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Title: Electron-impact dissociative ionization of ethylene

Abstract

The ionization rates of the electron-impact ionization and dissociative ionization of ethylene for two typical cases: thermal plasmas with an electron temperature in the range between 1000 and 24 000 K; and nonthermal plasmas with the reduced electric field in the range between 10 and 200 Td are presented. Electron-impact dissociative ionization rates were calculated for 11 fragment ions of ethylene in the case of low temperature thermal plasma, and in a case of nonthermal ionized mixture of argon and ethylene. Dissociative ionization cross sections were calculated using a semiempirical binary-encounter bethe (BEB) model [Y. K. Kim and M. E. Rudd, Phys. Rev. A 50, 3954 (1994)], with each of the four most dominant fragments, C{sub 2}H{sub 4}{sup +}, C{sub 2}H{sub 3}{sup +}, C{sub 2}H{sub 2}{sup +}, and H{sup +}, being associated with a single molecular orbital. Calculated cross sections are used in this analysis due to the fact that the existing experimental data are the least accurate in the threshold region and the calculated results can improve the accuracy in that region. Also, the procedure may be extended to molecules for which experimental data are not available.

Authors:
;  [1];  [2]
  1. Department of Physics, Old Dominion University, Norfolk, Virginia 23529 (United States)
  2. Air Force Research Laboratory, Propulsion Directorate, WPAFB, Ohio 45433 (United States)
Publication Date:
OSTI Identifier:
20974582
Resource Type:
Journal Article
Resource Relation:
Journal Name: Physical Review. A; Journal Volume: 73; Journal Issue: 2; Other Information: DOI: 10.1103/PhysRevA.73.022711; (c) 2006 The American Physical Society; Country of input: International Atomic Energy Agency (IAEA)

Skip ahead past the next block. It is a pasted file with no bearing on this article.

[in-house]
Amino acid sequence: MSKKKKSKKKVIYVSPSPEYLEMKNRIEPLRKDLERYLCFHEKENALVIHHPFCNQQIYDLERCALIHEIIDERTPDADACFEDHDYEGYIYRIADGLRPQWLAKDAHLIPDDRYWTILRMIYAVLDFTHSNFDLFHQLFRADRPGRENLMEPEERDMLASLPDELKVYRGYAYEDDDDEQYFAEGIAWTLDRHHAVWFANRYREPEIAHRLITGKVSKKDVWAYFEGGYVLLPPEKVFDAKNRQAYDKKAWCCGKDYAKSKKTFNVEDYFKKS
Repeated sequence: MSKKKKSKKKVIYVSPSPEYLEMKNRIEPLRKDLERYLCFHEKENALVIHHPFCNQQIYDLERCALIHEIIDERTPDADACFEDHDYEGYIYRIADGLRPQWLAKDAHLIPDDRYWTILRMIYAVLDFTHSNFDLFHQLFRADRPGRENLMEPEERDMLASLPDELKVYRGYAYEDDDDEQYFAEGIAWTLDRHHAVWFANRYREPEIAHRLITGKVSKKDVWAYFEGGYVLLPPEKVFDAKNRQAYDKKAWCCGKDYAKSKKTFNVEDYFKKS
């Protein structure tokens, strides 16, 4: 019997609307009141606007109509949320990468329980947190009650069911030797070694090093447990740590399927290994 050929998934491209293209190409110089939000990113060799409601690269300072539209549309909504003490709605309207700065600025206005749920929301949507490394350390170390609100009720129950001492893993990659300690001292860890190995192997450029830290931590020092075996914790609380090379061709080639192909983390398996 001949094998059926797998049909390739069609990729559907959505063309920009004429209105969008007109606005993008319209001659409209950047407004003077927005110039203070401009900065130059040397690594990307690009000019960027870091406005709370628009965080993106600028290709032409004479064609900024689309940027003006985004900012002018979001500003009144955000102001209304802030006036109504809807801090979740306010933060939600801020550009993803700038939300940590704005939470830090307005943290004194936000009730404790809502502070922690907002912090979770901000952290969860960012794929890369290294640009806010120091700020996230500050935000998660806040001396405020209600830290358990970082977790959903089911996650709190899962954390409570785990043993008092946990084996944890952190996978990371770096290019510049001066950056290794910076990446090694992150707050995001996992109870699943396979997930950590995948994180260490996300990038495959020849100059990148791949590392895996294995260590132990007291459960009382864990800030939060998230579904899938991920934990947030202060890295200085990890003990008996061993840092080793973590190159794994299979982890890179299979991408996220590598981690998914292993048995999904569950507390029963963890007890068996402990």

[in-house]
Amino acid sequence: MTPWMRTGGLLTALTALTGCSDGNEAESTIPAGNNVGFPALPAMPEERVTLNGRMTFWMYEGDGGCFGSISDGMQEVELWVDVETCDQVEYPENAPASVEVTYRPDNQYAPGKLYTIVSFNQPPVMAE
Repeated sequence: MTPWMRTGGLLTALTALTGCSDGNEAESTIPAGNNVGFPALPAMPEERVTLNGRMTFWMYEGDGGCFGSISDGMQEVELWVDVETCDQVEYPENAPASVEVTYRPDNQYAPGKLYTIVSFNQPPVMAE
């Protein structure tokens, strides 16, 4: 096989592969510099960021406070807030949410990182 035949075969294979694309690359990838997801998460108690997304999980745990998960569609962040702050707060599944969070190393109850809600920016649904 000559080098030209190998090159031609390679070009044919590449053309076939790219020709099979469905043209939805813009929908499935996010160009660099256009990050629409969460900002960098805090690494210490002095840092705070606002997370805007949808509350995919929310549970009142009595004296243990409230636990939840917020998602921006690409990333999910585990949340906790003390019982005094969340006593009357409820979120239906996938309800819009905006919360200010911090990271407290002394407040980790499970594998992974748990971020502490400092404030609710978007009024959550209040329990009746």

Country of Publication:
United States
Language:
English
Subject:
74 ATOMIC AND MOLECULAR PHYSICS; ARGON; CARBON COMPOUNDS; COMPUTER CALCULATIONS; CROSS SECTIONS; DISSOCIATION; ELECTRIC FIELDS; ELECTRON TEMPERATURE; ELECTRONS; ETHYLENE; HEAVY IONS; HYDROGEN COMPOUNDS; HYDROGEN IONS 1 PLUS; IONIZATION; MIXTURES; MOLECULAR ORBITAL METHOD; MOLECULES; PLASMA; TEMPERATURE RANGE 0065-0273 K

Citation Formats

Popovic, S., Vuskovic, L., and Williams, S. Electron-impact dissociative ionization of ethylene. United States: N. p., 2006. Web. doi:10.1103/PHYSREVA.73.022711.
Popovic, S., Vuskovic, L., & Williams, S. Electron-impact dissociative ionization of ethylene. United States. doi:10.1103/PHYSREVA.73.022711.
Popovic, S., Vuskovic, L., and Williams, S. Wed . "Electron-impact dissociative ionization of ethylene". United States. doi:10.1103/PHYSREVA.73.022711.
@article{osti_20974582,
title = {Electron-impact dissociative ionization of ethylene},
author = {Popovic, S. and Vuskovic, L. and Williams, S.},
abstractNote = {The ionization rates of the electron-impact ionization and dissociative ionization of ethylene for two typical cases: thermal plasmas with an electron temperature in the range between 1000 and 24 000 K; and nonthermal plasmas with the reduced electric field in the range between 10 and 200 Td are presented. Electron-impact dissociative ionization rates were calculated for 11 fragment ions of ethylene in the case of low temperature thermal plasma, and in a case of nonthermal ionized mixture of argon and ethylene. Dissociative ionization cross sections were calculated using a semiempirical binary-encounter bethe (BEB) model [Y. K. Kim and M. E. Rudd, Phys. Rev. A 50, 3954 (1994)], with each of the four most dominant fragments, C{sub 2}H{sub 4}{sup +}, C{sub 2}H{sub 3}{sup +}, C{sub 2}H{sub 2}{sup +}, and H{sup +}, being associated with a single molecular orbital. Calculated cross sections are used in this analysis due to the fact that the existing experimental data are the least accurate in the threshold region and the calculated results can improve the accuracy in that region. Also, the procedure may be extended to molecules for which experimental data are not available.},
doi = {10.1103/PHYSREVA.73.022711},
journal = {Physical Review. A},
number = 2,
volume = 73,
place = {United States},
year = {Wed Feb 15 00:00:00 EST 2006},
month = {Wed Feb 15 00:00:00 EST 2006}
}